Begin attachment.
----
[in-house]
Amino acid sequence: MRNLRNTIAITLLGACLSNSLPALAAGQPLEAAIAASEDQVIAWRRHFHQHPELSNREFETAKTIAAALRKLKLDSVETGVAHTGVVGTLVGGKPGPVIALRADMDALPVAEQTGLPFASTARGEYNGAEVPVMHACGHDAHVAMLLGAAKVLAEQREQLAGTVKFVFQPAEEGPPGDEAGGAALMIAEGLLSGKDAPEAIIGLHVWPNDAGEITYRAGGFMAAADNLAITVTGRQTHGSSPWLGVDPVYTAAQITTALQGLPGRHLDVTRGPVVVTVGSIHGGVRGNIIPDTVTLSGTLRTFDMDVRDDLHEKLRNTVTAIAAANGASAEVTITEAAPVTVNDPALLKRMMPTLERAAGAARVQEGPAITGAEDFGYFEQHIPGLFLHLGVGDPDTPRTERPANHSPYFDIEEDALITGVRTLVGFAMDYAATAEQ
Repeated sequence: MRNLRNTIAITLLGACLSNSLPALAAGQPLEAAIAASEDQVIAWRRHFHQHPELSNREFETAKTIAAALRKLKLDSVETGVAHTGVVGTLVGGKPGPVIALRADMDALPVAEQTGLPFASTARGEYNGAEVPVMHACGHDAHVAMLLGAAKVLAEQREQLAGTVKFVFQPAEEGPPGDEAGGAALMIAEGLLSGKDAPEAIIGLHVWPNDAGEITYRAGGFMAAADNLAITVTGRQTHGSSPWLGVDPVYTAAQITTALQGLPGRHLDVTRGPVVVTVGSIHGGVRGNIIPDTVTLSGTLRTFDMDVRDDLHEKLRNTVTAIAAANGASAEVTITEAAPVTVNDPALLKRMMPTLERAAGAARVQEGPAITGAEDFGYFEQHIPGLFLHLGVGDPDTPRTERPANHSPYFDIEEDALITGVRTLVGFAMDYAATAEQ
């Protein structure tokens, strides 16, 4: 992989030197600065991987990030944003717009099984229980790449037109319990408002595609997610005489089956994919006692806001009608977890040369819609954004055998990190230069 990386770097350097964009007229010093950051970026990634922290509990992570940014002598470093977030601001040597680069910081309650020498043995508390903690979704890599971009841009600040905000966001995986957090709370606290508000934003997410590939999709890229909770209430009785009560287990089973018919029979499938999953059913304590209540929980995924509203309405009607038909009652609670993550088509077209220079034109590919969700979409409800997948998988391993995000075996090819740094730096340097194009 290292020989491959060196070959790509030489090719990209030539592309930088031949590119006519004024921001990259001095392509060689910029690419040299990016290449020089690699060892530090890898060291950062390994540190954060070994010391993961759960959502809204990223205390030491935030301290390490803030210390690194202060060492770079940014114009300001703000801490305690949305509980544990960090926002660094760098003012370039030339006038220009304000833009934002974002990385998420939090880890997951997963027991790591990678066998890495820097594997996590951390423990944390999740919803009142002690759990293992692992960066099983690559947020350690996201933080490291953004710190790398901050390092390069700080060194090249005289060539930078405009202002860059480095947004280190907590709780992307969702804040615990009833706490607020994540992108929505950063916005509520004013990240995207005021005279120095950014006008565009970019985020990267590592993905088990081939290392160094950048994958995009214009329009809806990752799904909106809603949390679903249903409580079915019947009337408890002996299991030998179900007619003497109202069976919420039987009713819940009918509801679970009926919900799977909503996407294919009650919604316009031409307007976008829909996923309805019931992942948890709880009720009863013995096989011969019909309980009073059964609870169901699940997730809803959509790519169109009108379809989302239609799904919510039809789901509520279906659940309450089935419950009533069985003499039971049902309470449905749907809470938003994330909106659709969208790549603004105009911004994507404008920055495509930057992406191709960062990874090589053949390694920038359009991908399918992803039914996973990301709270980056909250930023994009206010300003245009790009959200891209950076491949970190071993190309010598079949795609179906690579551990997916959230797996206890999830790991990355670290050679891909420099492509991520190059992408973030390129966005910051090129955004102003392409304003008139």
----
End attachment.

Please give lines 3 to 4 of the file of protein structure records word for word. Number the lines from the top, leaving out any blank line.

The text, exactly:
Repeated sequence: MRNLRNTIAITLLGACLSNSLPALAAGQPLEAAIAASEDQVIAWRRHFHQHPELSNREFETAKTIAAALRKLKLDSVETGVAHTGVVGTLVGGKPGPVIALRADMDALPVAEQTGLPFASTARGEYNGAEVPVMHACGHDAHVAMLLGAAKVLAEQREQLAGTVKFVFQPAEEGPPGDEAGGAALMIAEGLLSGKDAPEAIIGLHVWPNDAGEITYRAGGFMAAADNLAITVTGRQTHGSSPWLGVDPVYTAAQITTALQGLPGRHLDVTRGPVVVTVGSIHGGVRGNIIPDTVTLSGTLRTFDMDVRDDLHEKLRNTVTAIAAANGASAEVTITEAAPVTVNDPALLKRMMPTLERAAGAARVQEGPAITGAEDFGYFEQHIPGLFLHLGVGDPDTPRTERPANHSPYFDIEEDALITGVRTLVGFAMDYAATAEQ
């Protein structure tokens, strides 16, 4: 992989030197600065991987990030944003717009099984229980790449037109319990408002595609997610005489089956994919006692806001009608977890040369819609954004055998990190230069 990386770097350097964009007229010093950051970026990634922290509990992570940014002598470093977030601001040597680069910081309650020498043995508390903690979704890599971009841009600040905000966001995986957090709370606290508000934003997410590939999709890229909770209430009785009560287990089973018919029979499938999953059913304590209540929980995924509203309405009607038909009652609670993550088509077209220079034109590919969700979409409800997948998988391993995000075996090819740094730096340097194009 290292020989491959060196070959790509030489090719990209030539592309930088031949590119006519004024921001990259001095392509060689910029690419040299990016290449020089690699060892530090890898060291950062390994540190954060070994010391993961759960959502809204990223205390030491935030301290390490803030210390690194202060060492770079940014114009300001703000801490305690949305509980544990960090926002660094760098003012370039030339006038220009304000833009934002974002990385998420939090880890997951997963027991790591990678066998890495820097594997996590951390423990944390999740919803009142002690759990293992692992960066099983690559947020350690996201933080490291953004710190790398901050390092390069700080060194090249005289060539930078405009202002860059480095947004280190907590709780992307969702804040615990009833706490607020994540992108929505950063916005509520004013990240995207005021005279120095950014006008565009970019985020990267590592993905088990081939290392160094950048994958995009214009329009809806990752799904909106809603949390679903249903409580079915019947009337408890002996299991030998179900007619003497109202069976919420039987009713819940009918509801679970009926919900799977909503996407294919009650919604316009031409307007976008829909996923309805019931992942948890709880009720009863013995096989011969019909309980009073059964609870169901699940997730809803959509790519169109009108379809989302239609799904919510039809789901509520279906659940309450089935419950009533069985003499039971049902309470449905749907809470938003994330909106659709969208790549603004105009911004994507404008920055495509930057992406191709960062990874090589053949390694920038359009991908399918992803039914996973990301709270980056909250930023994009206010300003245009790009959200891209950076491949970190071993190309010598079949795609179906690579551990997916959230797996206890999830790991990355670290050679891909420099492509991520190059992408973030390129966005910051090129955004102003392409304003008139």